Absolute peace and quiet — isn’t that why visitors go to Trinidad’s sister island? Actually, Tobago is buzzing with action, says Dylan Kerrigan.

  • Local craft. Photograph by Anton Modeste
  • Traditional fun: climbing the greasy pole. Photograph by Bertrand De Peaza
  • Photograph by Alex Smailes
  • Pigeon Point. Photograph by Seandrakes.com
  • Photograph by Mike Toy
  • Living it up, Tobago style. Photograph by Mike Toy
  • Living it up, Tobago style. Photograph by Seandrakes.com
  • Say "I do", then celebrate with a magnificent feast. Photograph by Robert Pankin
  • Say "I so", then celebrate with a magnificent feast. Photograph by Seandrakes.com
  • Say "I do", then celebrate with a magnificent feast. Photograph by Robert Pankin
  • ... and many waterfalls. Photograph by Mike Toy
  • Tobago's terrain includes rugged coastlines... Photograph by Bertrand DePeaza
  • Red-billed tropicbird. Photograph by Anton Modeste
  • Photograph by Seandrakes.com
  • An artifact of Tobago's Amerindian past. Photograph by Alex Smailes
  • A wood sculpture by artist Luise Kimme. Photograph by Anton Modeste
  • At the Kimme Museum in Bethel. Photograph by Seandrakes.com
  • Fort King George. Photograph by Robert Parkin
  • Kaneisha Thom, Miss Trinidad and Tobago World 2004. Photograph by Seandrakes.com
  • Buccoo Reef is Tobago's most famous undersea location. Photograph by Mike Toy

Don’t be fooled into thinking Tobago is a slow, peaceful place
with little for the adrenaline junkie. You couldn’t be more wrong.

From November to March, for instance, Tobago commands the respect of
surfers from around the world. Spots like Mount Irvine Bay with its perfect
right break, Crazy’s (aka Bacolet beach), and occasionally the breakers
outside Pigeon Point, attract the best from the region.

Waves reach 12 to 15 feet in the back: it’s not a place for the faint-hearted.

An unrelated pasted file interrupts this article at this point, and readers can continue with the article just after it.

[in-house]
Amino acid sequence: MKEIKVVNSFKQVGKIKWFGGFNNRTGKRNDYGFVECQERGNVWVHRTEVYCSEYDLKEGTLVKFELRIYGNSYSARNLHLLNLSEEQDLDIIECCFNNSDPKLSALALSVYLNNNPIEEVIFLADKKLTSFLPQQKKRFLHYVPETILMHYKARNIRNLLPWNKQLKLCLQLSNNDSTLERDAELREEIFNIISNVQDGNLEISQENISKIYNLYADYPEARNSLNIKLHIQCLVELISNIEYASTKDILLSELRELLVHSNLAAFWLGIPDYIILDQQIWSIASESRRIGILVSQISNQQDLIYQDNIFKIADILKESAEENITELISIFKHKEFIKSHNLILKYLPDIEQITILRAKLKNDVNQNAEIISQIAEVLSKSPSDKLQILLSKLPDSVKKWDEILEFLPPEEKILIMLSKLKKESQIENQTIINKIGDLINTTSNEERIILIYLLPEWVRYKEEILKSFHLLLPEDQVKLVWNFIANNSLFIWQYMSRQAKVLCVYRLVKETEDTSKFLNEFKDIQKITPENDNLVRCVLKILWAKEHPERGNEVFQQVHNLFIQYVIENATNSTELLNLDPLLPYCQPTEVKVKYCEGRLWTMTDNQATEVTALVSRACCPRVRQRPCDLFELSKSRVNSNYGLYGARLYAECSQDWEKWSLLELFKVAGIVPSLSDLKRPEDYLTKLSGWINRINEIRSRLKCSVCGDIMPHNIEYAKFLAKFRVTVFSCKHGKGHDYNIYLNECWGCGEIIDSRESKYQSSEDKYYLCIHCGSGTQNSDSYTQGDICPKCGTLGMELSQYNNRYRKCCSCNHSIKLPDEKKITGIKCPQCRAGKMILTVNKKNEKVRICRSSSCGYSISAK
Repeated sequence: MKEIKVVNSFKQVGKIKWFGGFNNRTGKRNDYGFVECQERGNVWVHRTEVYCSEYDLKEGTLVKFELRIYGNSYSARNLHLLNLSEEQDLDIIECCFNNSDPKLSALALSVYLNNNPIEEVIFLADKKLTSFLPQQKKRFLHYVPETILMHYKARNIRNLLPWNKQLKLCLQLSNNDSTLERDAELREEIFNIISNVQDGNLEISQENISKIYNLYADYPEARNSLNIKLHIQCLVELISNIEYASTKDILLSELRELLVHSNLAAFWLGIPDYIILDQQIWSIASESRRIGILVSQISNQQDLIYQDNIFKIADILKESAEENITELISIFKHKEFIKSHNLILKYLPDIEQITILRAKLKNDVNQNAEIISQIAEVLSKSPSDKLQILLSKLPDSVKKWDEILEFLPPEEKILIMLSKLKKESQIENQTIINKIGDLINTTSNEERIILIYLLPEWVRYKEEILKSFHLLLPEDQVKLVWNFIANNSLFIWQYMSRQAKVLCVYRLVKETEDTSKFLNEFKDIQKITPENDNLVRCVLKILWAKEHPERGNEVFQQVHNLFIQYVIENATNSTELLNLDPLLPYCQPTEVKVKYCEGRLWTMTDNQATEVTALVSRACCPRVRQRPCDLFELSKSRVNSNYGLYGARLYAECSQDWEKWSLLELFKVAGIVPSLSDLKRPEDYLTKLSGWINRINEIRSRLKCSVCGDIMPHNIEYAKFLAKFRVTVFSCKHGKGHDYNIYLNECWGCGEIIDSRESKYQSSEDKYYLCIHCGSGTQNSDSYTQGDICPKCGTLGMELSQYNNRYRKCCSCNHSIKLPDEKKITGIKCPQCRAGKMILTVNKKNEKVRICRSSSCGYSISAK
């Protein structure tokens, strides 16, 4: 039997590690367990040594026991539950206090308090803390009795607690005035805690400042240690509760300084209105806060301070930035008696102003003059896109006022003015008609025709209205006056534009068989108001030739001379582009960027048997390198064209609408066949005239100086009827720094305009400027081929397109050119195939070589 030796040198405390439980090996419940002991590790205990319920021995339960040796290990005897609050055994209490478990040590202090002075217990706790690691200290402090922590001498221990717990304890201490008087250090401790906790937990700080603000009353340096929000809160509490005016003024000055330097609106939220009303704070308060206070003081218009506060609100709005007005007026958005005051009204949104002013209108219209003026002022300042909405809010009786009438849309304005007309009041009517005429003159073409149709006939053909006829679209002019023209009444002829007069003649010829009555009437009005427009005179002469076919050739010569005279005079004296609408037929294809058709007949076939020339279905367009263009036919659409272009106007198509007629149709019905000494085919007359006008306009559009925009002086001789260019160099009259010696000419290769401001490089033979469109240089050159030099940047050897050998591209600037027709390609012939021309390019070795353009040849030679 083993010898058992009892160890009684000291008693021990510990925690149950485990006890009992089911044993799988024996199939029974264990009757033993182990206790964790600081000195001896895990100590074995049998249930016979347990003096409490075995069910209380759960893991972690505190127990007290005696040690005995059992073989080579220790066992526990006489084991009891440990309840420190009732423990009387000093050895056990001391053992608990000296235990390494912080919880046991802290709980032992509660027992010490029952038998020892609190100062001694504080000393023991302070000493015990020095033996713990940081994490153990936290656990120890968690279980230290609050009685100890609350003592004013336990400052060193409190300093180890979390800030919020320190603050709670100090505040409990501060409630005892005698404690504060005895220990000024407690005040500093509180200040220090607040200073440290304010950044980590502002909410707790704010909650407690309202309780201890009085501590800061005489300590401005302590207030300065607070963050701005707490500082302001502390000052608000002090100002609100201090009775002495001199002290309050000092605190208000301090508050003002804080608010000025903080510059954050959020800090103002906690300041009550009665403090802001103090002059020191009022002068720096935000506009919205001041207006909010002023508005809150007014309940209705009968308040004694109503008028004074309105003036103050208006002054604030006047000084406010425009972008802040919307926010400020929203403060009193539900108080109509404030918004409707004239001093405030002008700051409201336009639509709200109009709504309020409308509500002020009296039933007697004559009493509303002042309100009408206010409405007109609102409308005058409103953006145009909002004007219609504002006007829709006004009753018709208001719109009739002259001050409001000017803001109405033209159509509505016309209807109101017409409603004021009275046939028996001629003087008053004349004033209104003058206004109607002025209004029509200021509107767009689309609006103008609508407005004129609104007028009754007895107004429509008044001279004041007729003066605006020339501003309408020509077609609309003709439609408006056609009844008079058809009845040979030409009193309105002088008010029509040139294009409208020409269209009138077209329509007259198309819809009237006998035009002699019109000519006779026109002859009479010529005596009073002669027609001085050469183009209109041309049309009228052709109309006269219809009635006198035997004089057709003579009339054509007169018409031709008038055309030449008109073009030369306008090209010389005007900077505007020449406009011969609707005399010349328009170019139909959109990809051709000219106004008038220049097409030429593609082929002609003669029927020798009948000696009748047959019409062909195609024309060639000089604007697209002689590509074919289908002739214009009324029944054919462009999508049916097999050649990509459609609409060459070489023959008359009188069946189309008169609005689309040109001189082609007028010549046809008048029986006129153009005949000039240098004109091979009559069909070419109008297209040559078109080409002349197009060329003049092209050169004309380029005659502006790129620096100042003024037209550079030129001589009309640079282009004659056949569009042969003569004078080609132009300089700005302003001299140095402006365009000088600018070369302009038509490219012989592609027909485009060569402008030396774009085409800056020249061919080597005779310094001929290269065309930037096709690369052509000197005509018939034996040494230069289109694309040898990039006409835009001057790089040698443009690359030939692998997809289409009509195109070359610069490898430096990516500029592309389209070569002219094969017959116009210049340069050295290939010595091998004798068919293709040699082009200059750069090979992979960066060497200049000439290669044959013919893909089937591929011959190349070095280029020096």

At other times of the year the waters are calmer. Lessons are available
on Mount Irvine beach.

And Tobago is biking country. There are mountain biking
adventures for all levels of proficiency, with guides who have discovered
and named most of the trails themselves. Exhilarating summit-to-sea-level
runs, laid-back short flat rides, trails called Coke Kills, Indian Walk,
Gru-Gru Boeuf, Sky Loops, and Chocolate Cake — no biker could resist.

For the scuba enthusiast, is there a better Caribbean destination than
Tobago? In the north of the island, Charlotteville and Speyside are the main
diving bases, with plenty of different dive sites and types, wreck diving,
some of the best coral reefs, and a sea shelf beyond Little Tobago dropping
thousands of feet into deep offshore ocean. Good visibility provides perfect
conditions for the underwater aficionado.

Other sea adventures to get the heart pumping include spear fishing,
deep sea trawling, kayaking, and sailing. If you feel the need for exhilaration,
look around and you’ll be pleasantly surprised at Tobago’s adventurous side.


Originally inhabited by Amerindians, who moved up the island
chain from the South American coast, Tobago became a toy of the feuding
colonial powers of Europe — the Dutch, French, British, all of whom occupied
the island at some stage. So did settlers from Latvia. But it was the British
who more or less maintained control from 1762. Slavery brought with it many
African traditions which, after emancipation, became important parts of
Tobago culture. These various traditions are etched into the island’s faces,
place names, and daily activities.

There is no better way for history buffs to satisfy their curiosity
than by exploring Tobago’s landmarks, festivals, and people.

In the last two weeks of July, the Tobago Heritage Festival brings history
to life as village communities across the island present their own music,
dance, storytelling, and food. Folklore returns to the streets with re-enactments
like the Ole Time Wedding, the Salaka Feast, and the Belmanna Riots.

All around the island are physical survivals of an embattled past: Fort